Nowadays it’s an inconspicuous building on the corner of the 3rd and East Capitol streets on Capitol Hill, the last building in a line of row houses on a quiet, tree-lined street.
But peel back the years, decade by decade, and 301 East Capitol was the center of the universe for Mary Zurhorst Gray—the place where her family made their home in the 1920s and 1930s in an apartment above the funeral parlor they owned and operated.
What better stomping ground for the precocious only daughter in a family of undertakers than this? A little to the right, the steps of the Supreme Court beckoned. Straight ahead, the looming Library of Congress peered over her house. And a little further ahead was the crown jewel, the East Front of the Capitol, rising above all else.
Mary and her nanny Oscie spent many a lazy afternoon exploring the nooks and crannies of this, her personal playground, scaling what seemed to her child’s eyes to be immense stone benches that dotted the walkway, lounging on the lush green lawns of the West Front, and puzzling over the meaning of the statues.
She and Oscie couldn’t go into Sherrill’s Bakery on Pennsylvania Ave. to split a piece of peach pie—as Gray discovered to her chagrin one day—but on the Capitol’s grounds, they were free to roam.
Five generations of her family had lived on a few blocks on Capitol Hill since the 1840s, and from the perch of their third-floor apartment they were afforded an unobstructed view of the Capitol. When the leaves fell away every autumn, it became a winter family ritual to watch the floodlights light up the dome at dusk.
Before she was quite tall enough to reach it, Gray had her own customs: peeking out of that window twice a day--once in the morning, once at night before bed. Every time she was reassured--the building still stood, the country had survived another day.
She’s 93 now, residing in an assisted-living facility in the Maryland suburbs of Washington, D.C., a voracious consumer of the news and with biting opinions on just about everything, but in particular, the state of the nation’s affairs.
She was born the year before women won the right to vote, but over the last eight decades, Gray has had a remarkably rich professional life in and around Washington, bouncing from one gig to another as serendipity and circumstances have warranted.
She’s been an advertising copy writer, a journalist, an author, an editor, a speechwriter for the Kennedy, Johnson, and Nixon administrations, a single mother, and an unabashed political hack.
Recently, she pecked out the recollections of her childhood on her typewriter—a 263-page labor of love two years in the making that resulted in 301 East Capitol: Tales from the Heart of the Hill, full of charming, wry stories about her family and growing up in the heart of old Washington. The book was published earlier this year by Overbeck History Press, a project of the Overbeck Capitol Hill History Project.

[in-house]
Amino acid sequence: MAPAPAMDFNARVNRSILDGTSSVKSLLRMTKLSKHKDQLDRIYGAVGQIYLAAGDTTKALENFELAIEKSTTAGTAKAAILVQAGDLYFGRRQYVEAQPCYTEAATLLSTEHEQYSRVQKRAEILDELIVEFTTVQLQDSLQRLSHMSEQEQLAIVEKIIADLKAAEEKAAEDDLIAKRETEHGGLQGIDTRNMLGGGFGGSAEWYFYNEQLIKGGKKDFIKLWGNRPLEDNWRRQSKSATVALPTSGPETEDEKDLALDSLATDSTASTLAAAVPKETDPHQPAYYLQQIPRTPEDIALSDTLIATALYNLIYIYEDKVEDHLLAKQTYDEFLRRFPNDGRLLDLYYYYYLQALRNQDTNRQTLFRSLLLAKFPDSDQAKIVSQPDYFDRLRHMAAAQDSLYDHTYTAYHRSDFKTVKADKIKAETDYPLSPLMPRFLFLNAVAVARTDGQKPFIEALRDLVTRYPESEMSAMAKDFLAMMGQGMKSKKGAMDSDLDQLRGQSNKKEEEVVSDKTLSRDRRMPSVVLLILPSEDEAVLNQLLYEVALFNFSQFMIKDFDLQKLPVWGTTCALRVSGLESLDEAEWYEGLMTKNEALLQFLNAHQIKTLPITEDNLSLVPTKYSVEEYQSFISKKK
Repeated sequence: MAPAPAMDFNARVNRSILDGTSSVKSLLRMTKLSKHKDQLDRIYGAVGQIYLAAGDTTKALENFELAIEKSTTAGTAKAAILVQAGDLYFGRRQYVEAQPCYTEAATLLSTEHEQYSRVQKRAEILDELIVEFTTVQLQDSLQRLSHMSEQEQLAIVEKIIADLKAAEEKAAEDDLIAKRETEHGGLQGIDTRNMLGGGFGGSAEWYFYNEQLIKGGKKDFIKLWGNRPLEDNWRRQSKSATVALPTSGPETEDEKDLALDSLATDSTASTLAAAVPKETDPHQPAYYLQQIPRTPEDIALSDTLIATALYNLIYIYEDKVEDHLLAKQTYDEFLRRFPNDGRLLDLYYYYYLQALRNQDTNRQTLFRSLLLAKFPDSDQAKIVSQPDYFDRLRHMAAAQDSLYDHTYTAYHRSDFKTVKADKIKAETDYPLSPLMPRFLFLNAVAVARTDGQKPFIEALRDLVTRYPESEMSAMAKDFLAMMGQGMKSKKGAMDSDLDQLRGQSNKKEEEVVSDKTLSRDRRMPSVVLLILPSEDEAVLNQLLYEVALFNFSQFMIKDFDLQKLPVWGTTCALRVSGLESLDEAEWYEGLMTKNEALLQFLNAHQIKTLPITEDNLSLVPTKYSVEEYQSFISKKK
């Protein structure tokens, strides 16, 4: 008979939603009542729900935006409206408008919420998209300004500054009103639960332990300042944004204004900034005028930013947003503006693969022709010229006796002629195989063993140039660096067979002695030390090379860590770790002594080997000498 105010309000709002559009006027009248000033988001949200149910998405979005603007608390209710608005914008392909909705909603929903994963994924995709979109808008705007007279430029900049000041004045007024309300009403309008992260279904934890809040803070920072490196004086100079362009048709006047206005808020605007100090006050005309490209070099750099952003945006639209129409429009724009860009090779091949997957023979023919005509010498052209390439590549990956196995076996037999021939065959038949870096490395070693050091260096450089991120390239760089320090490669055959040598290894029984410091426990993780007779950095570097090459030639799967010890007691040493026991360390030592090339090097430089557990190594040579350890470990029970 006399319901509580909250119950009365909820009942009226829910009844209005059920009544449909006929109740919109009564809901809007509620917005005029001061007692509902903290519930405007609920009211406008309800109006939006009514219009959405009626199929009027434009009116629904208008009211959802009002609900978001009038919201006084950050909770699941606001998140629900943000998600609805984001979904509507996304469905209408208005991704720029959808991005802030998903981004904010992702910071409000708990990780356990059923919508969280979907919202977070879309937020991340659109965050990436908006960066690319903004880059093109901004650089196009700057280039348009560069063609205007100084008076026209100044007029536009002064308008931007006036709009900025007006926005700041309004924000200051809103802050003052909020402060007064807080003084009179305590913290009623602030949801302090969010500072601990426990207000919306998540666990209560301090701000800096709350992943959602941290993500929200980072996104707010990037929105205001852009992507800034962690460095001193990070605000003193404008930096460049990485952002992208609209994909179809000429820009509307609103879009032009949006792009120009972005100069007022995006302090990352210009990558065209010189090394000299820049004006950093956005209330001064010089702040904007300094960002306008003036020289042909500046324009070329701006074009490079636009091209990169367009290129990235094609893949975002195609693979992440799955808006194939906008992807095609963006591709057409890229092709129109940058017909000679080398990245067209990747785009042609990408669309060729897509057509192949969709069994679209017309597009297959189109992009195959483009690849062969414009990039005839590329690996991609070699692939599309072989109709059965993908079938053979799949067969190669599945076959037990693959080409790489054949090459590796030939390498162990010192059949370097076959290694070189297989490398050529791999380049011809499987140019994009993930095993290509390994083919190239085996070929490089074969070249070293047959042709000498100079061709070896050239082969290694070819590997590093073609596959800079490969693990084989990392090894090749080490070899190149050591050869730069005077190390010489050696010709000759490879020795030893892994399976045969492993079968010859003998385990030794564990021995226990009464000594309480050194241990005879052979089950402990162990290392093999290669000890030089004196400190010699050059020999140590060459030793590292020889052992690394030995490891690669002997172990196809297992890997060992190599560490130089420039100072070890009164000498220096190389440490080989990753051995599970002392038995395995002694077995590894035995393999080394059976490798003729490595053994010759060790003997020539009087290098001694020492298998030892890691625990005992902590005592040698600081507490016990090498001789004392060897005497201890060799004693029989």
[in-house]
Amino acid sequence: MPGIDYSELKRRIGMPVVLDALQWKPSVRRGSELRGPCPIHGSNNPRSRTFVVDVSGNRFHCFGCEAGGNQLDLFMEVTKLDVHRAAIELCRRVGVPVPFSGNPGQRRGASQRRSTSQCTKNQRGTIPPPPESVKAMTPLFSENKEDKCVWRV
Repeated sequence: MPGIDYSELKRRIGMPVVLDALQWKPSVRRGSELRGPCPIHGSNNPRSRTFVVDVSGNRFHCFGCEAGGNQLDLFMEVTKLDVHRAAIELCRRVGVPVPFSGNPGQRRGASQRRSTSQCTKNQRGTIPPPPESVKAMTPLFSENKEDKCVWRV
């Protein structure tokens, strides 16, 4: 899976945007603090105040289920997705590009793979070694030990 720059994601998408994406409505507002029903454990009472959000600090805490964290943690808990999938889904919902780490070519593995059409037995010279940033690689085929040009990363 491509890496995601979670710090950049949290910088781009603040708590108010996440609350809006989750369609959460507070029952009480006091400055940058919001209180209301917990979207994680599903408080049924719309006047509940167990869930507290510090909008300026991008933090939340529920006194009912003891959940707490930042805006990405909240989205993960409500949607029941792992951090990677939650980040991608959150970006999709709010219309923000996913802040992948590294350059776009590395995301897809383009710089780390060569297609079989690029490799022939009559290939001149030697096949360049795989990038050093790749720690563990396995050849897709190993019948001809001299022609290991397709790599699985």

The memoir doesn’t wade into overtly partisan waters, but Gray makes no apologies for the fact that she’s a proud Democrat in the New Deal tradition, a firm believer that the forces of government should be marshaled for the betterment of society. “I’m such a damn partisan,” she sighs, when she finds herself wading into political debate with fervor and gusto—which is often.
This is a woman, after all, who sports a rather sizable sticker in support of her congressman, Rep. Chris Van Hollen, D-Md., on her walker.
Gray’s not so much a rarity in Washington—the seeming epicenter of cynicism and anger these days—because she’s an avid spectator of the sport of politicking. More uncommon: She’s an optimist.
The institutions Gray grew up surrounded by, after all, have been able to weather the immense tides of change that she has witnessed in her lifetime. Even when the headlines of the day suggest things at their worst, Gray’s faith persists.
“Maybe it was growing up looking at the dome of the Capitol,” she says. “It means this country to me.”
Gray landed a cushy political job at age 3—announcing to the family, “They’re in session!” She knew even then to look for the light at the very top of the dome, right underneath the Statue of Freedom, to discern whether lawmakers were working into the night.
She spent her formative years listening to Franklin D. Roosevelt on the radio. She remembers fondly that certain way the president had of taking fire in stride and disarming his enemies, even when the attacks got personal—such horrible, awful things, Gray remembers, like making fun of his dog, Fala, or taking aim at his wife Eleanor’s teeth.
But Roosevelt himself was the master of ridicule, adept at letting his audiences in on the joke. Gray still cracks up thinking of Roosevelt’s calling out a trio of lawmakers he considered obstructionist, taking such relish in pronouncing “Congressmen Martin, Barton, and Fish” with a certain clip-clop cadence that eventually had his supporters roaring the names along with him.
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